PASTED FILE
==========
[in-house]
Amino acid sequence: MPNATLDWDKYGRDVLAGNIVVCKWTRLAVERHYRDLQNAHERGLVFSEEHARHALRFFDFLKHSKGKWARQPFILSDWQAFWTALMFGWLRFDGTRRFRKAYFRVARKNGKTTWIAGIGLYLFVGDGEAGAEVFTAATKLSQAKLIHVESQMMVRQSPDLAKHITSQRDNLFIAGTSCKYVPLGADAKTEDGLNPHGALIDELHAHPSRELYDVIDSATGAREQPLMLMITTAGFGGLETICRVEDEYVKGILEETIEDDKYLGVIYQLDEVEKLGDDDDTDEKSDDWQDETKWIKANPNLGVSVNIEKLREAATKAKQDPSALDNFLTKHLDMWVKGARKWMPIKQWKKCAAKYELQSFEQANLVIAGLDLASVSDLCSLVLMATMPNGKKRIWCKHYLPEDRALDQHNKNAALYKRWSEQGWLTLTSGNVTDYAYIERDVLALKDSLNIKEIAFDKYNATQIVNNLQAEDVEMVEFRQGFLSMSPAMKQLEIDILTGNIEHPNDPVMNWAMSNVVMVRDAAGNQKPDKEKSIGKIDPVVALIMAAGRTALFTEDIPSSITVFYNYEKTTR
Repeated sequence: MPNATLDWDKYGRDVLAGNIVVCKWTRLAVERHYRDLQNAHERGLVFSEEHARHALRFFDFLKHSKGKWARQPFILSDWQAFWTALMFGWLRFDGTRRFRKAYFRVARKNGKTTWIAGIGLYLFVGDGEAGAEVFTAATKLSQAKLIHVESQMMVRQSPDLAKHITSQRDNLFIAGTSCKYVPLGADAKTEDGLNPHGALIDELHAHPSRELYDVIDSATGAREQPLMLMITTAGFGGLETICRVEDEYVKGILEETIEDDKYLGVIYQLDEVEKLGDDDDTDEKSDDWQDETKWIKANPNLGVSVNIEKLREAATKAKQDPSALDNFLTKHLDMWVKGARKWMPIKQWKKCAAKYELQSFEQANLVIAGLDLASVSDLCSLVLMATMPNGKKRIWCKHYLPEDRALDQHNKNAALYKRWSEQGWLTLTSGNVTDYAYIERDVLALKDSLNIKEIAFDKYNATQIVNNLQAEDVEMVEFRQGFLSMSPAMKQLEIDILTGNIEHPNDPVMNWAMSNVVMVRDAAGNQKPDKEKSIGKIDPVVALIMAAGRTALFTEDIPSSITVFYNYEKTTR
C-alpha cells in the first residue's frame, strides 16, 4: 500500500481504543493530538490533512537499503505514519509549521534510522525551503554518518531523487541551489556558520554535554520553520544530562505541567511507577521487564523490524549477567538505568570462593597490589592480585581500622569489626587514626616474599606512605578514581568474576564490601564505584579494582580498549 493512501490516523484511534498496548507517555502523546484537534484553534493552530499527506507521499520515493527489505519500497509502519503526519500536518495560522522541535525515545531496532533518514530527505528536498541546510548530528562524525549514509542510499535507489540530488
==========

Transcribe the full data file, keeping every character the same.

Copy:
[in-house]
Amino acid sequence: MPNATLDWDKYGRDVLAGNIVVCKWTRLAVERHYRDLQNAHERGLVFSEEHARHALRFFDFLKHSKGKWARQPFILSDWQAFWTALMFGWLRFDGTRRFRKAYFRVARKNGKTTWIAGIGLYLFVGDGEAGAEVFTAATKLSQAKLIHVESQMMVRQSPDLAKHITSQRDNLFIAGTSCKYVPLGADAKTEDGLNPHGALIDELHAHPSRELYDVIDSATGAREQPLMLMITTAGFGGLETICRVEDEYVKGILEETIEDDKYLGVIYQLDEVEKLGDDDDTDEKSDDWQDETKWIKANPNLGVSVNIEKLREAATKAKQDPSALDNFLTKHLDMWVKGARKWMPIKQWKKCAAKYELQSFEQANLVIAGLDLASVSDLCSLVLMATMPNGKKRIWCKHYLPEDRALDQHNKNAALYKRWSEQGWLTLTSGNVTDYAYIERDVLALKDSLNIKEIAFDKYNATQIVNNLQAEDVEMVEFRQGFLSMSPAMKQLEIDILTGNIEHPNDPVMNWAMSNVVMVRDAAGNQKPDKEKSIGKIDPVVALIMAAGRTALFTEDIPSSITVFYNYEKTTR
Repeated sequence: MPNATLDWDKYGRDVLAGNIVVCKWTRLAVERHYRDLQNAHERGLVFSEEHARHALRFFDFLKHSKGKWARQPFILSDWQAFWTALMFGWLRFDGTRRFRKAYFRVARKNGKTTWIAGIGLYLFVGDGEAGAEVFTAATKLSQAKLIHVESQMMVRQSPDLAKHITSQRDNLFIAGTSCKYVPLGADAKTEDGLNPHGALIDELHAHPSRELYDVIDSATGAREQPLMLMITTAGFGGLETICRVEDEYVKGILEETIEDDKYLGVIYQLDEVEKLGDDDDTDEKSDDWQDETKWIKANPNLGVSVNIEKLREAATKAKQDPSALDNFLTKHLDMWVKGARKWMPIKQWKKCAAKYELQSFEQANLVIAGLDLASVSDLCSLVLMATMPNGKKRIWCKHYLPEDRALDQHNKNAALYKRWSEQGWLTLTSGNVTDYAYIERDVLALKDSLNIKEIAFDKYNATQIVNNLQAEDVEMVEFRQGFLSMSPAMKQLEIDILTGNIEHPNDPVMNWAMSNVVMVRDAAGNQKPDKEKSIGKIDPVVALIMAAGRTALFTEDIPSSITVFYNYEKTTR
C-alpha cells in the first residue's frame, strides 16, 4: 500500500481504543493530538490533512537499503505514519509549521534510522525551503554518518531523487541551489556558520554535554520553520544530562505541567511507577521487564523490524549477567538505568570462593597490589592480585581500622569489626587514626616474599606512605578514581568474576564490601564505584579494582580498549 493512501490516523484511534498496548507517555502523546484537534484553534493552530499527506507521499520515493527489505519500497509502519503526519500536518495560522522541535525515545531496532533518514530527505528536498541546510548530528562524525549514509542510499535507489540530488